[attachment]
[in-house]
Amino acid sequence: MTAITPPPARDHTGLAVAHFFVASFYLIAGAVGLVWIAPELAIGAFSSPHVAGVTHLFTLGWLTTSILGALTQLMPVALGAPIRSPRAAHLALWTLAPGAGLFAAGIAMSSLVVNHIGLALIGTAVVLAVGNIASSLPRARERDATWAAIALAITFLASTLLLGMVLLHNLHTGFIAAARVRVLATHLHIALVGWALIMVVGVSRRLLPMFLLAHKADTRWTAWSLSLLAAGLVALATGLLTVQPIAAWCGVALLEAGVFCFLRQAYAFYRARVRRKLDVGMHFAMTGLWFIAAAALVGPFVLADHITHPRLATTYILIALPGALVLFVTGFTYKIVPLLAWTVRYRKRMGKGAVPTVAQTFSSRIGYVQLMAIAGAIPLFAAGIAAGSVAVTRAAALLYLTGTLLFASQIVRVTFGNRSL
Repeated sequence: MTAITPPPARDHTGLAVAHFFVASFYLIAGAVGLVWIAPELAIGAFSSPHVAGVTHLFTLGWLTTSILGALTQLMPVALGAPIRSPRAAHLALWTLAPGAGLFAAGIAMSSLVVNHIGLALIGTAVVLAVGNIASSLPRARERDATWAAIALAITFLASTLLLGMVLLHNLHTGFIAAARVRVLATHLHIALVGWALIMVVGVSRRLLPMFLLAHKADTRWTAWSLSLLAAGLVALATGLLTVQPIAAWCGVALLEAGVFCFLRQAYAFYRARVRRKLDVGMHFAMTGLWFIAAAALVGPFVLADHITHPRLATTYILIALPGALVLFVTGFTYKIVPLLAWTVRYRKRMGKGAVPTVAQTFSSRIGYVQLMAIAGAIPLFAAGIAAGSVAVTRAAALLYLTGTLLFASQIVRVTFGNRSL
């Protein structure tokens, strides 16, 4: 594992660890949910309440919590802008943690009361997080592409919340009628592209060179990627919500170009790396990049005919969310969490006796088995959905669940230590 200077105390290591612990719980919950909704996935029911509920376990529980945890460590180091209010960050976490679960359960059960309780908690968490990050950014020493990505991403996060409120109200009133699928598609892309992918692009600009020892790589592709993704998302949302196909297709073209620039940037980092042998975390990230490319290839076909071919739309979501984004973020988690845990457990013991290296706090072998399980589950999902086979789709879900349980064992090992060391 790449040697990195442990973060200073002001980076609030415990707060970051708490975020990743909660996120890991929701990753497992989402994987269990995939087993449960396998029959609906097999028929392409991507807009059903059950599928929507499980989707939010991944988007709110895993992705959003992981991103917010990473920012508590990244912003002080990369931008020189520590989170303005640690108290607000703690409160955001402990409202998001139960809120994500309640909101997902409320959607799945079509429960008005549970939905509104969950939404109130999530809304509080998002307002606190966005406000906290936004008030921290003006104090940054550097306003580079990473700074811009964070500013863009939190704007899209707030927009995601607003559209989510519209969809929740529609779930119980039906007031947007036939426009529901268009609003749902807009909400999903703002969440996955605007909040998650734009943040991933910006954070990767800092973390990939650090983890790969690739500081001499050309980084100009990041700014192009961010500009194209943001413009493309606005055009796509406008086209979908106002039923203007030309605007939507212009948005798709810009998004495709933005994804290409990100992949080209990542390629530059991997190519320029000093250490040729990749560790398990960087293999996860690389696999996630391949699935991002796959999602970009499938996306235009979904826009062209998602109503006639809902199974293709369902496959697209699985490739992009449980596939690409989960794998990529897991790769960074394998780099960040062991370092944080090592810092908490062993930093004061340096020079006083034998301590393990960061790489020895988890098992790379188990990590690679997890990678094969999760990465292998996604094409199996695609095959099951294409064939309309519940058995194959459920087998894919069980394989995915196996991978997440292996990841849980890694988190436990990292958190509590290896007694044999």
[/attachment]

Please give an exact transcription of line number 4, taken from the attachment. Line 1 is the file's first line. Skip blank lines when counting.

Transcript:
């Protein structure tokens, strides 16, 4: 594992660890949910309440919590802008943690009361997080592409919340009628592209060179990627919500170009790396990049005919969310969490006796088995959905669940230590 200077105390290591612990719980919950909704996935029911509920376990529980945890460590180091209010960050976490679960359960059960309780908690968490990050950014020493990505991403996060409120109200009133699928598609892309992918692009600009020892790589592709993704998302949302196909297709073209620039940037980092042998975390990230490319290839076909071919739309979501984004973020988690845990457990013991290296706090072998399980589950999902086979789709879900349980064992090992060391 790449040697990195442990973060200073002001980076609030415990707060970051708490975020990743909660996120890991929701990753497992989402994987269990995939087993449960396998029959609906097999028929392409991507807009059903059950599928929507499980989707939010991944988007709110895993992705959003992981991103917010990473920012508590990244912003002080990369931008020189520590989170303005640690108290607000703690409160955001402990409202998001139960809120994500309640909101997902409320959607799945079509429960008005549970939905509104969950939404109130999530809304509080998002307002606190966005406000906290936004008030921290003006104090940054550097306003580079990473700074811009964070500013863009939190704007899209707030927009995601607003559209989510519209969809929740529609779930119980039906007031947007036939426009529901268009609003749902807009909400999903703002969440996955605007909040998650734009943040991933910006954070990767800092973390990939650090983890790969690739500081001499050309980084100009990041700014192009961010500009194209943001413009493309606005055009796509406008086209979908106002039923203007030309605007939507212009948005798709810009998004495709933005994804290409990100992949080209990542390629530059991997190519320029000093250490040729990749560790398990960087293999996860690389696999996630391949699935991002796959999602970009499938996306235009979904826009062209998602109503006639809902199974293709369902496959697209699985490739992009449980596939690409989960794998990529897991790769960074394998780099960040062991370092944080090592810092908490062993930093004061340096020079006083034998301590393990960061790489020895988890098992790379188990990590690679997890990678094969999760990465292998996604094409199996695609095959099951294409064939309309519940058995194959459920087998894919069980394989995915196996991978997440292996990841849980890694988190436990990292958190509590290896007694044999």